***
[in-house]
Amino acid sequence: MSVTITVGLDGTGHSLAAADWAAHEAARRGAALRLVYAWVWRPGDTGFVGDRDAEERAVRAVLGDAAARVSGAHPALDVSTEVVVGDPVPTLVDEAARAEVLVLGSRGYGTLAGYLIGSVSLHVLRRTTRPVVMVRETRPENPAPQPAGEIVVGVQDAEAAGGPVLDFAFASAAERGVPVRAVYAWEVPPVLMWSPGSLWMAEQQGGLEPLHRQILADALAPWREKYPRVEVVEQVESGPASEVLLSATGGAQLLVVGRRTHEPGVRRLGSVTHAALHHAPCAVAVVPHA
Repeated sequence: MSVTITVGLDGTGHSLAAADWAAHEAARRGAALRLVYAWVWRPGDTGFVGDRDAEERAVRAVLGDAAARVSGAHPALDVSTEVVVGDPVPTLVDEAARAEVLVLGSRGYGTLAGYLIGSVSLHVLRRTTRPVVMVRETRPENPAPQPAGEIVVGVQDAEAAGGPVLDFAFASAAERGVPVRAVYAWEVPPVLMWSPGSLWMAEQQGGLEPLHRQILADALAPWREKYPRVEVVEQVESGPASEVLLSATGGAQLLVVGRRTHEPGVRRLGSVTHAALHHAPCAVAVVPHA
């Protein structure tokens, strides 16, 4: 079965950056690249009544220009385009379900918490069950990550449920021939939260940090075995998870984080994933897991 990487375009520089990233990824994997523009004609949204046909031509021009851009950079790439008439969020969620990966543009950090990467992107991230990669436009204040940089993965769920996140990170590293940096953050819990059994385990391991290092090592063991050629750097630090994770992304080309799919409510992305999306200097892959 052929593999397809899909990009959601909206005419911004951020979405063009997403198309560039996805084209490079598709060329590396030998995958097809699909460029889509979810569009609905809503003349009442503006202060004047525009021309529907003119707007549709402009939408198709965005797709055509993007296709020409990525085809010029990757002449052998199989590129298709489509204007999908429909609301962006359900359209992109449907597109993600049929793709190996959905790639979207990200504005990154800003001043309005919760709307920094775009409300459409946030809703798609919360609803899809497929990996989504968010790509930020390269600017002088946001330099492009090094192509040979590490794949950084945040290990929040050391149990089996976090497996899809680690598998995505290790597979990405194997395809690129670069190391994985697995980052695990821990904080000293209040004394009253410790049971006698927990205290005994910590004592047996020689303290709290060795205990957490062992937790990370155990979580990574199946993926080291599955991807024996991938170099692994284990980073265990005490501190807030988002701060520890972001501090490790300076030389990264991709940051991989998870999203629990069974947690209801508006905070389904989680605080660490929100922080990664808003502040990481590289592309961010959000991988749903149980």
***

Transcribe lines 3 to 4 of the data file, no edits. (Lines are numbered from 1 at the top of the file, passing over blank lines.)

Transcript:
Repeated sequence: MSVTITVGLDGTGHSLAAADWAAHEAARRGAALRLVYAWVWRPGDTGFVGDRDAEERAVRAVLGDAAARVSGAHPALDVSTEVVVGDPVPTLVDEAARAEVLVLGSRGYGTLAGYLIGSVSLHVLRRTTRPVVMVRETRPENPAPQPAGEIVVGVQDAEAAGGPVLDFAFASAAERGVPVRAVYAWEVPPVLMWSPGSLWMAEQQGGLEPLHRQILADALAPWREKYPRVEVVEQVESGPASEVLLSATGGAQLLVVGRRTHEPGVRRLGSVTHAALHHAPCAVAVVPHA
């Protein structure tokens, strides 16, 4: 079965950056690249009544220009385009379900918490069950990550449920021939939260940090075995998870984080994933897991 990487375009520089990233990824994997523009004609949204046909031509021009851009950079790439008439969020969620990966543009950090990467992107991230990669436009204040940089993965769920996140990170590293940096953050819990059994385990391991290092090592063991050629750097630090994770992304080309799919409510992305999306200097892959 052929593999397809899909990009959601909206005419911004951020979405063009997403198309560039996805084209490079598709060329590396030998995958097809699909460029889509979810569009609905809503003349009442503006202060004047525009021309529907003119707007549709402009939408198709965005797709055509993007296709020409990525085809010029990757002449052998199989590129298709489509204007999908429909609301962006359900359209992109449907597109993600049929793709190996959905790639979207990200504005990154800003001043309005919760709307920094775009409300459409946030809703798609919360609803899809497929990996989504968010790509930020390269600017002088946001330099492009090094192509040979590490794949950084945040290990929040050391149990089996976090497996899809680690598998995505290790597979990405194997395809690129670069190391994985697995980052695990821990904080000293209040004394009253410790049971006698927990205290005994910590004592047996020689303290709290060795205990957490062992937790990370155990979580990574199946993926080291599955991807024996991938170099692994284990980073265990005490501190807030988002701060520890972001501090490790300076030389990264991709940051991989998870999203629990069974947690209801508006905070389904989680605080660490929100922080990664808003502040990481590289592309961010959000991988749903149980």